He’s in a political jam in the sense that he knows he has to Do Something but his lifelong dream of becoming president won’t allow him to piss off Republican populists by condoning any gun restrictions. To paraphrase Meat Loaf, he would do anything to limit school shootings — but he won’t do that.
Many Republicans would, however. Although probably not many of the sort who vote in presidential primaries:
Those GOP numbers will almost certainly soften in the next few weeks. The only thing surer than support for gun control surging in the immediate aftermath of a mass shooting is that support fading as the news cycle moves on to other matters.
I’ll leave you with another interview Cruz did yesterday. Ken White is right that there’s nothing unfair about asking why America has so many more mass shootings than other countries do. The answer doesn’t have to be “more guns” — it’s surely more complicated than that — but the first step in solving a problem is at least identifying what’s causing it.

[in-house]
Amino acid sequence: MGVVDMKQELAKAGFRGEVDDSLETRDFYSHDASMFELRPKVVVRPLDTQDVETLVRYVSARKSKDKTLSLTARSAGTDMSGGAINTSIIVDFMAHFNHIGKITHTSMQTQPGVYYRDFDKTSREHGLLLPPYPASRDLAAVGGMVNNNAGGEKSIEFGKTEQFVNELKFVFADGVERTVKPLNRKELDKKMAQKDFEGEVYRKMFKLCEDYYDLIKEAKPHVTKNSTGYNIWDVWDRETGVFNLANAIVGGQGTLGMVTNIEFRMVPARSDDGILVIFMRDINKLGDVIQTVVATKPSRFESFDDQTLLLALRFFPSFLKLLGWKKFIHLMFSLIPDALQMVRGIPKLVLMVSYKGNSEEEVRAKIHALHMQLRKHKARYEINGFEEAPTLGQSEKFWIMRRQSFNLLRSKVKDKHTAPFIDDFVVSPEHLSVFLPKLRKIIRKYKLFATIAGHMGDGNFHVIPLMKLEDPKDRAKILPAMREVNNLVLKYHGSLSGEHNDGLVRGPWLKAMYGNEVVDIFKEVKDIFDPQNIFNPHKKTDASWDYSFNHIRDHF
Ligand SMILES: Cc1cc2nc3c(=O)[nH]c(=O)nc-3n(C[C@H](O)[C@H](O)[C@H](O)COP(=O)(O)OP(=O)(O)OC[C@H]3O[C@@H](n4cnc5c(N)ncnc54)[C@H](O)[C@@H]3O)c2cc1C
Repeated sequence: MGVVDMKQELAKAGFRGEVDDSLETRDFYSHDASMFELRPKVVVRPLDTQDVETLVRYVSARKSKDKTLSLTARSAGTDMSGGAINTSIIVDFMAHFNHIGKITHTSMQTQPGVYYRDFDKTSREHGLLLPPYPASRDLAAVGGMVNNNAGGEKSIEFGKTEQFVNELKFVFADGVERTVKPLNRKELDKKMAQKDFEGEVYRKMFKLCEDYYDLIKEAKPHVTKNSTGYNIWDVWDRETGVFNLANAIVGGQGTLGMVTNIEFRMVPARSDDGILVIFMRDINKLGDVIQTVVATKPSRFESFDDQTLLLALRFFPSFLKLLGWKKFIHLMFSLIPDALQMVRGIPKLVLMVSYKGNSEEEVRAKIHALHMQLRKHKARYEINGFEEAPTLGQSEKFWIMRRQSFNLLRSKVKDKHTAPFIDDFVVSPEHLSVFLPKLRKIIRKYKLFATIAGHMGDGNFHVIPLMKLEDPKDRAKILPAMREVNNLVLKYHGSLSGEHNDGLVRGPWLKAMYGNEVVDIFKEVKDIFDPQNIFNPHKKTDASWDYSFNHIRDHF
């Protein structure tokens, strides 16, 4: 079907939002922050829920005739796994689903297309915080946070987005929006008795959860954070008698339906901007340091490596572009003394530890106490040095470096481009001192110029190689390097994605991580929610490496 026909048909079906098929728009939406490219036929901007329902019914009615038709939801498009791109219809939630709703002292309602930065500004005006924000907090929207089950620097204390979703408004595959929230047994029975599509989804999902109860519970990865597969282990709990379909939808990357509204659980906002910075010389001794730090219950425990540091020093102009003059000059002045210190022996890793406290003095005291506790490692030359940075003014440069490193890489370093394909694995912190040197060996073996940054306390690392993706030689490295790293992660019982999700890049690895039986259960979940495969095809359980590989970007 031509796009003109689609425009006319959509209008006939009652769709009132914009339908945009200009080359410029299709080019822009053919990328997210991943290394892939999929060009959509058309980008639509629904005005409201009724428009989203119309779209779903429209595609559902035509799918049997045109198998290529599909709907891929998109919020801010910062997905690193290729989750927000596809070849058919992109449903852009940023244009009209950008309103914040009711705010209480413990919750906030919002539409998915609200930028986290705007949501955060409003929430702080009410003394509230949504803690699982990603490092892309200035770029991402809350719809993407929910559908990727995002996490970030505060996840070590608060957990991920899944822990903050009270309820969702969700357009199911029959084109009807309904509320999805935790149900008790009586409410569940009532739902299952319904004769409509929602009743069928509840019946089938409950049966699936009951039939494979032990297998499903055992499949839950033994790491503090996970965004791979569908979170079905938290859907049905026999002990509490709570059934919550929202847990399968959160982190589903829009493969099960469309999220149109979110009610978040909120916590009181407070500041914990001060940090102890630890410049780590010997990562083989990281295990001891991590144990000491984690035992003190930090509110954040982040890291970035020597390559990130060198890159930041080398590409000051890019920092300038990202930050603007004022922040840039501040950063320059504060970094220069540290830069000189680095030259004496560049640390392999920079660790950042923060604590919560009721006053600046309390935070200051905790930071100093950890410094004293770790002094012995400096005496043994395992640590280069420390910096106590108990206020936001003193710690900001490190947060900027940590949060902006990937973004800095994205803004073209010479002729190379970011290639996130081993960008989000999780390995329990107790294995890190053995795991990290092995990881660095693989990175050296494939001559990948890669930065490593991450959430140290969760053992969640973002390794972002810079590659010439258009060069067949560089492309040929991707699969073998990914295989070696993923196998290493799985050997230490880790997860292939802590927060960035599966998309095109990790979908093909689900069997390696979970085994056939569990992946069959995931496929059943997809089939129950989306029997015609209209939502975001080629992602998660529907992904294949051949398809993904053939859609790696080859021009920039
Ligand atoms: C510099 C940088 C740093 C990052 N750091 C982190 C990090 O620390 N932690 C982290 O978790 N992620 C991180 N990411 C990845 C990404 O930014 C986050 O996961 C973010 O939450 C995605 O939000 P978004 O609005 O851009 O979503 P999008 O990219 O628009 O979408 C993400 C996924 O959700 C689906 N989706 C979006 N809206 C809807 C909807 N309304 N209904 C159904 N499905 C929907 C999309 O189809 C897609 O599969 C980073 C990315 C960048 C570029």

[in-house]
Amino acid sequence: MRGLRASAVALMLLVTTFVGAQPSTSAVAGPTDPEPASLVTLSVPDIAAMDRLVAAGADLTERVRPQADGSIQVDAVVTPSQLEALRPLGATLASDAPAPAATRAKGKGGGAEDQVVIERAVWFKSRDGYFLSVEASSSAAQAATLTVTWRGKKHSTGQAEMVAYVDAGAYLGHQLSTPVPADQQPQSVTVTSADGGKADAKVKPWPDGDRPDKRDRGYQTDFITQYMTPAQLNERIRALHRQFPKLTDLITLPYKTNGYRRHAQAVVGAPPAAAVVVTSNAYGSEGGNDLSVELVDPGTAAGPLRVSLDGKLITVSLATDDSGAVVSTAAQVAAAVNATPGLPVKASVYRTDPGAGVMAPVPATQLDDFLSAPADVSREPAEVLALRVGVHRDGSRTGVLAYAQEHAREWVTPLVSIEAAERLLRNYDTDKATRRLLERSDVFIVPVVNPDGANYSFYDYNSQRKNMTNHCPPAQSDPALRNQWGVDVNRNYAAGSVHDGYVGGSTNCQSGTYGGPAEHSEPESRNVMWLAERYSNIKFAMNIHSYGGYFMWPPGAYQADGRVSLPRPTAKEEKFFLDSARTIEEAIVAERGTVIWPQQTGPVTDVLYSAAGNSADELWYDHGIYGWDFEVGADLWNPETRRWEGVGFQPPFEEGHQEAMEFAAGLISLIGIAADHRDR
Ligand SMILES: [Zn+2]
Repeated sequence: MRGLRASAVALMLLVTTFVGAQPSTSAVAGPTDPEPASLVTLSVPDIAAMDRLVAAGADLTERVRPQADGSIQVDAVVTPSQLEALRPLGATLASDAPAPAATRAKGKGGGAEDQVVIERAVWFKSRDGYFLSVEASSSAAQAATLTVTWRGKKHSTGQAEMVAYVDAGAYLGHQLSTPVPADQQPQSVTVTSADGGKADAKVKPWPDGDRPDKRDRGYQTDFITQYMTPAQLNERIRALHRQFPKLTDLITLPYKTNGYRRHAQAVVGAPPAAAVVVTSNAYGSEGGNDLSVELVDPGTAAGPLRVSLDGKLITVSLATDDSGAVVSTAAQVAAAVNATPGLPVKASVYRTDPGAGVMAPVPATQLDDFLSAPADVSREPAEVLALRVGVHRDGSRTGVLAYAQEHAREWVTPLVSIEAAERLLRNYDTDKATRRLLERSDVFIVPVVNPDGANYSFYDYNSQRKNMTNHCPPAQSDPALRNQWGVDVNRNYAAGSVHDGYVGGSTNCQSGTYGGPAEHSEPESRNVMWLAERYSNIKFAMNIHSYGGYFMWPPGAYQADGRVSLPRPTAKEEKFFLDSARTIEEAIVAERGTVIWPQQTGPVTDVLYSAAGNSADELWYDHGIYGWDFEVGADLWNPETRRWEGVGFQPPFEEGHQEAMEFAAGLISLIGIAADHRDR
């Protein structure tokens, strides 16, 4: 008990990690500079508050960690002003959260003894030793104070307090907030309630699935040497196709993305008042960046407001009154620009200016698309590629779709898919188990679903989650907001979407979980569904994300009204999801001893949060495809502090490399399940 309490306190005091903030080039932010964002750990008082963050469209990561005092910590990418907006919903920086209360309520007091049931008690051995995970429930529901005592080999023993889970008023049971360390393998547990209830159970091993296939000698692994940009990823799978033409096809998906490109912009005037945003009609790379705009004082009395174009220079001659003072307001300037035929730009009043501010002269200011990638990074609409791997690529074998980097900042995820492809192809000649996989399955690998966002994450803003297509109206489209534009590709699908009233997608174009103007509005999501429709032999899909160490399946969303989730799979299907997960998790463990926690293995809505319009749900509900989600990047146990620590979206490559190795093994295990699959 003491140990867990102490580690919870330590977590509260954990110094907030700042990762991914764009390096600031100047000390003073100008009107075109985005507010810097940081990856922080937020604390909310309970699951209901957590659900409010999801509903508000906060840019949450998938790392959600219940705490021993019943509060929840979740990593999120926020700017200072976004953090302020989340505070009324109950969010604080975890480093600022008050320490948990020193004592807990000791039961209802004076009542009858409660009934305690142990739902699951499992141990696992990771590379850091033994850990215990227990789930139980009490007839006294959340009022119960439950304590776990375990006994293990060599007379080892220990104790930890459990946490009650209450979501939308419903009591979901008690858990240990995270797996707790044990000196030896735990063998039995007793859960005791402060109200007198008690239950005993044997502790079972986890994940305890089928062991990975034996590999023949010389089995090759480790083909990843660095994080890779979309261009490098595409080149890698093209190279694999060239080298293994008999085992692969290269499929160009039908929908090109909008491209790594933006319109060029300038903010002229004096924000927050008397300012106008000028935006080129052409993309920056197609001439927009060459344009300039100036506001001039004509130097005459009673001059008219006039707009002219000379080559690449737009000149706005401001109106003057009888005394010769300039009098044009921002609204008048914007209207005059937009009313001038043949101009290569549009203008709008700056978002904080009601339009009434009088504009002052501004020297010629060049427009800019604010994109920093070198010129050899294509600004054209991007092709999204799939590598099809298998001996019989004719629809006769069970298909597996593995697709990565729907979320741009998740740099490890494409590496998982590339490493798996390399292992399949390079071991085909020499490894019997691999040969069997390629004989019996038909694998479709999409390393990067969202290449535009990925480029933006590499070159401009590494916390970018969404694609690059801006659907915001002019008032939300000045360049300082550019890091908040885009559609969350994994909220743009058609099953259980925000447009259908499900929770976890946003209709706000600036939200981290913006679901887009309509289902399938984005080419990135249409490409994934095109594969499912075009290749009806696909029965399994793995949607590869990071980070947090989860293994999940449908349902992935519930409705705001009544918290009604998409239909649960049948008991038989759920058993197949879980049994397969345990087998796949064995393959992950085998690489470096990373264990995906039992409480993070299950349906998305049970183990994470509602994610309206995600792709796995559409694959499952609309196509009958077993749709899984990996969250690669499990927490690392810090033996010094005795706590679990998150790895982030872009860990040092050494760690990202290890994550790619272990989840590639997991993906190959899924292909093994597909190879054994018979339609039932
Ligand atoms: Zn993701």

“Why only in America?”
US Senator Ted Cruz walks away from @Stone_SkyNews after being asked if “this is the moment to reform gun laws” https://t.co/d2oBaP4KvW#TedCruz #America #Texasshooting #gunlaws pic.twitter.com/gL4TYeg04t
— Sky News (@SkyNews) May 26, 2022